The Leak Issue in MAP is Important for Your Product´s Shelf Life

In Modified Atmosphere Packaging (MAP) leaks are bad news. Now, new research has shown just how damaging even the tiniest leak can be. In a package where most of the oxygen has been flushed out, even a miniscule hole, half the diameter of a human hair, can allow oxygen from the air to enter the package remarkably quickly. After less than three days oxygen levels can be high enough to allow bugs such as bacteria and mould to grow, making a nonsense of the use-by date and risking the reputation of the brand.

The issue of leaks is crucial to MAP, but there is little solid information about just how quickly air can get into a package that has a leak. To answer this question technical experts at the Denmark-based company Dansensor carried out a series of tests.


Small leak, big problem

The experts, led by Electronics Engineer Rune B. Abrahamsen, took a package and flushed out the air until only 0.1% oxygen remained inside. They then made holes of different sizes in the packaging film and measured how long it took for oxygen from the surrounding air to enter the package.

The graph shows how quickly gas enters the package depending on the size of the hole.

  • If there is a hole that is only 50 microns in diameter – that is around half the diameter of a human hair – it takes about 70 hours for the oxygen levels in the package to reach 10 per cent.
  • At these levels of oxygen, microbes such as mould and bacteria can start to grow.
  • And often 70 hours is the sort of time it takes to get the product from the factory to the supermarket shelf.
  • In other words, even with a tiny leak the shelf life of the product will almost certainly be significantly reduced.
  • If the leak is 100 microns – one-tenth of a millimetre – the Dansensor team found that the oxygen levels in the package will be close to the same level as air in less than one week.

Leaks mean reduced shelf life

If a leaking package ends up on the supermarket shelf this could have serious consequences in terms of:

  • Reduced shelf life – possibly from months to weeks or even days
  • Poor customer satisfaction
  • Recall of products
  • Damage to the brand

Sealing is crucial for MAP

“The surprising thing is that many companies do not know how oxygen affects the shelf life of the product” says Joel Fischer, manager of the Minnesota Laboratory of MOCON Inc., Dansensor’s parent company. “It is important that people do understand what is happening and that they carry out appropriate research and testing on their packaging.”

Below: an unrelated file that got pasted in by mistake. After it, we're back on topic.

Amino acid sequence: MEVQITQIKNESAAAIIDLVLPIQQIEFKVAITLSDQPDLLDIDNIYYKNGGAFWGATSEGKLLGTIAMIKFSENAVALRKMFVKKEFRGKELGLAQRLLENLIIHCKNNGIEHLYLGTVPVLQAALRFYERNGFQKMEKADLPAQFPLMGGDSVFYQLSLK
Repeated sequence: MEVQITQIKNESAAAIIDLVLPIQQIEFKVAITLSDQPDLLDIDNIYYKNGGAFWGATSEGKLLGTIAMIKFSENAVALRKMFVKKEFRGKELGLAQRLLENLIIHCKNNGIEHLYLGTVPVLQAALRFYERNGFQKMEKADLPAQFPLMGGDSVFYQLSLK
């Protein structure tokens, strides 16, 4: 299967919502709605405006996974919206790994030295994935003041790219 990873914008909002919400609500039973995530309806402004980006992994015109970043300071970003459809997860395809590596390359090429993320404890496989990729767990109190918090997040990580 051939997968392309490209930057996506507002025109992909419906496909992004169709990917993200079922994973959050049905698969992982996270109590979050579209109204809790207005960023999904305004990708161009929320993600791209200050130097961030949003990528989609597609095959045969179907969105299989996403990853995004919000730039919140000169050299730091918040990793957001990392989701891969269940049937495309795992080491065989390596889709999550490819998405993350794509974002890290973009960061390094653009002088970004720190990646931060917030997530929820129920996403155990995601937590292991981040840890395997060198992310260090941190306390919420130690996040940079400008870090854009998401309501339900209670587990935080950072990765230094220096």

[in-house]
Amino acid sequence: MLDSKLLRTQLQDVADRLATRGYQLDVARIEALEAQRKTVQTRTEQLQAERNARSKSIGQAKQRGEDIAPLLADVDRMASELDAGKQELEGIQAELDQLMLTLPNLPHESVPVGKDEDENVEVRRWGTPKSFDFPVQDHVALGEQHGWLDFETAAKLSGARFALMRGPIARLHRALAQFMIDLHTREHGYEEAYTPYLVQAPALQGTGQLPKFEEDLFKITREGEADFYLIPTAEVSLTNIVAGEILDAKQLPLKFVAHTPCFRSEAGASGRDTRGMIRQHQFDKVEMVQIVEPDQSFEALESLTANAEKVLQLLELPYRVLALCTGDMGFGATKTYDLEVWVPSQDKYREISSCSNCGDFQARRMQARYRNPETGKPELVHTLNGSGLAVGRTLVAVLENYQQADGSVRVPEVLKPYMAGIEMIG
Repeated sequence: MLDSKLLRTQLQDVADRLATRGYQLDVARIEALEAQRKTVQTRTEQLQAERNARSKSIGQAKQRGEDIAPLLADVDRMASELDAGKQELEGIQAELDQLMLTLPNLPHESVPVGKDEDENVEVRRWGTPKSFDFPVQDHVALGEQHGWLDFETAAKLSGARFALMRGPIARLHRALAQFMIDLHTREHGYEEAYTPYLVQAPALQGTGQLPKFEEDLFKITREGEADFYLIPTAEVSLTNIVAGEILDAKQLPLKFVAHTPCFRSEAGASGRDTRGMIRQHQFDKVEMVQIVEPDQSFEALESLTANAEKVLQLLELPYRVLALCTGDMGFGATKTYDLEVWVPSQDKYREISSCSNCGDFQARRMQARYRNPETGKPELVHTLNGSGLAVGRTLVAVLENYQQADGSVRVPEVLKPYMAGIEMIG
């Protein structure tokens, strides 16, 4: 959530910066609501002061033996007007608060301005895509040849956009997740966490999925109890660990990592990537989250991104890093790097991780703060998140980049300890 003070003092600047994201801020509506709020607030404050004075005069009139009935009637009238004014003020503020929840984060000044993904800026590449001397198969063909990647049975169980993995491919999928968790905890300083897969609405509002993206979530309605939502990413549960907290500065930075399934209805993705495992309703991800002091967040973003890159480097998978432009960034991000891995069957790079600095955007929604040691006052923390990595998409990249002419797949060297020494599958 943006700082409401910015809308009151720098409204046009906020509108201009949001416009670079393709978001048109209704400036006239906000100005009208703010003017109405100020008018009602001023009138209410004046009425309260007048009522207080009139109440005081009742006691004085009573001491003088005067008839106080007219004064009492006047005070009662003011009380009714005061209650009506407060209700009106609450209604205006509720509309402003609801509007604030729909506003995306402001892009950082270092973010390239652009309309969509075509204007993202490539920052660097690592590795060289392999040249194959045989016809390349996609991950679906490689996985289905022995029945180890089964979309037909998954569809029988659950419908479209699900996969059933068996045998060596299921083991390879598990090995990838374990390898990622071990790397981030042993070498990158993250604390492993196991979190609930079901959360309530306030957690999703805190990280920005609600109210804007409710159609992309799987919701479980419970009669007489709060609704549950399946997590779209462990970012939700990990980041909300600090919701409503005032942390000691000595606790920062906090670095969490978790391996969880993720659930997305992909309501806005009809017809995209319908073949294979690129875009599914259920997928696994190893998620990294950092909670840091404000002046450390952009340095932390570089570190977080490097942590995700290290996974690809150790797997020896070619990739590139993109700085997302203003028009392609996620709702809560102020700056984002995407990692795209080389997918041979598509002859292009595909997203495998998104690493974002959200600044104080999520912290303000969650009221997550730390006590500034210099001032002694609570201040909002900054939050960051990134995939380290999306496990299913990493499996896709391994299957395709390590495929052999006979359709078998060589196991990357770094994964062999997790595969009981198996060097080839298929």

Joel Fischer
As packaging materials evolve, the issue of leaks is becoming more important. “People are changing their approach to packaging materials in response to consumer demand” says Joel.

“The trend is to move away from traditional materials such as glass and cans, which can be sealed easily, towards much more versatile and flexible packaging.” This includes such things as trays with lids or flexible foil pouches.

Products in this type of packaging are often placed in a modified atmosphere to extend the shelf life. MAP works by flushing air from the package and replacing it with another gas or mixture of gases.

In most cases the idea is to replace the oxygen that is in air, as this encourages the growth of bugs such as mould and bacteria. These cause spoilage of the product. Food processors typically replace the oxygen with gases such as nitrogen and carbon dioxide. These slow down the growth of organisms that can spoil food.

Leaks in MAP packaging can arise from various sources and can be difficult to spot by eye. Typically a leak can appear if particles of the product become stuck in the seal. Or the packaging machine may not be sealing correctly. Sometimes the handling of the package can cause a leak.

“These problems could result in significant costs to the company. So it is vital that appropriate tests are carried out on packages before they leave the production facility to ensure that they are leak-free,” Joel adds.


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